Last month, we told you about several steps to consider that can improve your bottom line when filing your 2020 income taxes this year, including nine pandemic tax tips to think about during the ongoing coronavirus. You have five weeks remaining to do your research and still meet the April 15 tax-filing deadline, but that doesn’t mean you should wait until the last minute.
There are two big benefits to filing early, says The Motley Fool, a multimedia company that provides financial advice on stocks, investing and personal finance:
Get your money sooner.
An estimated 80 percent of tax filers get a refund each year, according to CNN, and we’re not talking about small change. Last year, the typical refund was $2,476. “If you have outstanding bills to pay, a vacation you’re looking to fund, or just a general desire to get your hands on the cash that’s rightfully yours, then filing early is the best way to do just that.”
Avoid tax fraud.
Criminals steal millions of dollars each year using stolen social security numbers to file fraudulent tax returns and claim the refunds. Many victims don’t even realize what happened until the IRS rejects their legitimate refund. Protect yourself by filing as soon as possible. Once the IRS accepts your return and you have your documentation in hand, it is impossible for scammers to file another tax return in your name.
Now that we’ve motivated you to get your tax return filed, make sure you carve out plenty of time! The IRS estimates it takes an average of 13 hours to gather all the paperwork, read up on pertinent tax regulations, and complete and submit a return. Here is a list of some of the more common reference materials and official documents you may need:
- Form W-2: Wages, salary, and tips from your employer.
- Form 1099-MISC: Freelance and/or contract income you may have picked up during the pandemic.
- Bank and brokerage statements.
- Rental income (proof of payments).
- Alimony received.
- Form 1099-B: Proceeds on the sale of stocks and/or bonds.
- Form 1099-DIV: Dividend and distribution income.
- Form 1099-INT: Interest income on bonds/treasuries.
- Form 1099-R: Distributions from pensions, profit sharing, IRAs, insurance.
- Form 1099-SA: Health-care reimbursements.
- Form 1099-SSA: Social Security benefits.
- Form 1098: mortgage interest and points.
- Form 1098-E: student loan interest.
- Birth dates and Social Security numbers for all dependents you plan to claim.
- Child/dependent care costs (Form W-10, get provider’s TIN and/or EIN).
- Charitable contributions (receipt for non-cash or proof of payment for cash donations).
- Rental property expenses (proof of expenses for operating the property).
- Receipts for real estate and personal property taxes (if not included in Form 1098).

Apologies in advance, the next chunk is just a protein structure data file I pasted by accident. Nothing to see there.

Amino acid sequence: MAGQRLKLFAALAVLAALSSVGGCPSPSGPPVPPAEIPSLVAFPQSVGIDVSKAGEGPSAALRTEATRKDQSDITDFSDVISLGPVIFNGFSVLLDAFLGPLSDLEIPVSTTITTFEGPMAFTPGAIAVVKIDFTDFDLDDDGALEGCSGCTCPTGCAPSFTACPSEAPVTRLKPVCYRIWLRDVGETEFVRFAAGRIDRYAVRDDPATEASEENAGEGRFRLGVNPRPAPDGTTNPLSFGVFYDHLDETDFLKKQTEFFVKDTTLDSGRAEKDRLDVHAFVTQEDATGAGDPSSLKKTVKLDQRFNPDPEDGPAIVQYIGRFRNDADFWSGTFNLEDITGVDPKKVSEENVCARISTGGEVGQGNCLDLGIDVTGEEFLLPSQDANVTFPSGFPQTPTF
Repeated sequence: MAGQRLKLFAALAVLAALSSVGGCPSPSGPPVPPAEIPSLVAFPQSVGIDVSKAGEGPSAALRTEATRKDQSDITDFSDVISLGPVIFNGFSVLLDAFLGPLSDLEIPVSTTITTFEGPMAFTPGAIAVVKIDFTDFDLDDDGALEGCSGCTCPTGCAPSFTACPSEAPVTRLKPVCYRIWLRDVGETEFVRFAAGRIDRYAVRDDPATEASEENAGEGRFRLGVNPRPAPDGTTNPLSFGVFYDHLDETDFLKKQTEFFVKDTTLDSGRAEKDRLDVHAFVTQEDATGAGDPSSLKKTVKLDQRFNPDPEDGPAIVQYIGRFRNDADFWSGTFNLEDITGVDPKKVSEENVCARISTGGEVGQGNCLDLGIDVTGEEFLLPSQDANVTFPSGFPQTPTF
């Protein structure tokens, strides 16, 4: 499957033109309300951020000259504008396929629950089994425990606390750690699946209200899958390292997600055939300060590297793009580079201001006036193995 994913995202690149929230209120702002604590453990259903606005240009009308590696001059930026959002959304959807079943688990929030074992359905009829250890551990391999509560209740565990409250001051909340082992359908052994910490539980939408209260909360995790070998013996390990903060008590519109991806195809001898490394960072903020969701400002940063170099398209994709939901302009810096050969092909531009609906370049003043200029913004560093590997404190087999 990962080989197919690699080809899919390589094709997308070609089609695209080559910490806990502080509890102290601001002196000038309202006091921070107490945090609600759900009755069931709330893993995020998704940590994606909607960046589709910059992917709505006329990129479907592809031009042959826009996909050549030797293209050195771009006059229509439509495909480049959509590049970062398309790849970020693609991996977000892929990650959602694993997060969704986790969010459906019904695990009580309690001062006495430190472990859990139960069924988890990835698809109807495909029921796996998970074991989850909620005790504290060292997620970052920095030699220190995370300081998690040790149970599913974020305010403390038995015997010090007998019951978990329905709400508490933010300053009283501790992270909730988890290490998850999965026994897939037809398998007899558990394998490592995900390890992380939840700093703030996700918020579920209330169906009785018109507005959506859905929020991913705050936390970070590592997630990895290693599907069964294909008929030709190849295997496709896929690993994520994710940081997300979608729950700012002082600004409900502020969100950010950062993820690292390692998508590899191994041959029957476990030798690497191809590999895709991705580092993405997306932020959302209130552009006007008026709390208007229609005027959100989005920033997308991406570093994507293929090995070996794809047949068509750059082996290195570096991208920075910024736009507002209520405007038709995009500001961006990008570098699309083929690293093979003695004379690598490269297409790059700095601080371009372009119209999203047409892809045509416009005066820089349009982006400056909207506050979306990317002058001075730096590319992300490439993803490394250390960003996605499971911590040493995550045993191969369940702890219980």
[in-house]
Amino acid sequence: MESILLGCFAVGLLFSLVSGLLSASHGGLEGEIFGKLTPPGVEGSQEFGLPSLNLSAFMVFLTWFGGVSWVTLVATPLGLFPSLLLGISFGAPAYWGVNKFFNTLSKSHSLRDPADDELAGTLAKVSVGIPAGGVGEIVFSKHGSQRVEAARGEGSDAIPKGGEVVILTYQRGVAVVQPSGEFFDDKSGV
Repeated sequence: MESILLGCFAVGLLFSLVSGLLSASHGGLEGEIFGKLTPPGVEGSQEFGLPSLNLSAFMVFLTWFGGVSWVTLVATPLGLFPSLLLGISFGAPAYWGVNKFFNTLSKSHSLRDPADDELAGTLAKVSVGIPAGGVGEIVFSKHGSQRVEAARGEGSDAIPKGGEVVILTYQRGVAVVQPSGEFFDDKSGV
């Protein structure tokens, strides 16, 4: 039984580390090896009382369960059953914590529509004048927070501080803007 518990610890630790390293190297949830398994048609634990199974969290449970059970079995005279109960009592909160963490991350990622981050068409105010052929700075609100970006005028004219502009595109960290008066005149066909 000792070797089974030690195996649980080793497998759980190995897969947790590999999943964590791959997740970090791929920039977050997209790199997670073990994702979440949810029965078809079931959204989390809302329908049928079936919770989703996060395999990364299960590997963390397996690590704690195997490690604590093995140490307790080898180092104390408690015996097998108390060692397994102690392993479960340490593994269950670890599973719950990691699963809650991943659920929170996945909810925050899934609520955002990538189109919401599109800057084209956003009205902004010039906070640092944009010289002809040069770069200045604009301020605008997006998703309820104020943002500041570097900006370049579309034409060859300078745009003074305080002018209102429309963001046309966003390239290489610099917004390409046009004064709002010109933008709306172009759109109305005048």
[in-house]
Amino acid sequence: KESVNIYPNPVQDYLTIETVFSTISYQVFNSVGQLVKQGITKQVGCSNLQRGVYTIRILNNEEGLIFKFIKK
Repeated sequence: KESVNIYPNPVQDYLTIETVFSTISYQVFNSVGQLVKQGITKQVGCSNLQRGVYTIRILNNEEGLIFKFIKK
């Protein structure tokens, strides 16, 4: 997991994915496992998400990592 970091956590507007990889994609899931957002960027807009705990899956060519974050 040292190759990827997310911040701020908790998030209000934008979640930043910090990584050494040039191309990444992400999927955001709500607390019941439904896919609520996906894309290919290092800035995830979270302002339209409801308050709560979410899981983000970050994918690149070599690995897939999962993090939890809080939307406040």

- IRA contributions.
- Form 1040-ES: Estimated taxes you already paid.
- Form 1098-T: Tuition payments used for learning credits.
- Form 8880: Retirement savings contribution credit.
But, let’s be honest. There are a lot better ways to spend 13 hours of your precious free time.
Instead, you can hire a professional to do the heavy lifting for you. The average fee for a tax professional to prepare a Form 1040 and state return with no itemized deductions is $188. Itemizing deductions can bump up that average by as much as $294.
Even better, here are several free and simple options to help you file on your own if your tax return is relatively simple (meaning one or more W-2 forms, some savings account interest and/or the standard deduction):
- The IRS’ Free File tool – Available to people whose adjusted gross income (AGI)is $72,000 or less.
- Credit Karma Tax – A free filing service with a 24-hour live chat and no income limit. However, the company does acknowledge using your information to send offers from their partners; something to keep in mind before signing up.
- H&R Block More Zero – Also free with a live chat option.
- TurboTax Absolute Zero and TaxAct Free – These free-file software options are usually eligible to anyone filing a simple Form 1040 tax return and who don’t plan to itemize their deductions. Income and age restrictions may apply.
- AARP Foundation Tax-Aide – Free in-person tax filing help for anyone, regardless of age or AARP membership status, at more than 5,000 locations nationwide in neighborhood libraries, malls, banks, community centers and senior centers.
Wondering what to do with your tax refund? Some of the more common choices are paying off credit card debt; making a big-ticket purchase, such as buying a new car; or paying down a mortgage or other loan. For all of these options, AutoPayPlus can make your tax return work even harder. To learn how, click here.
For more money insights and tips to pay off debt faster, click here and go to the bottom of the page to subscribe to our blog.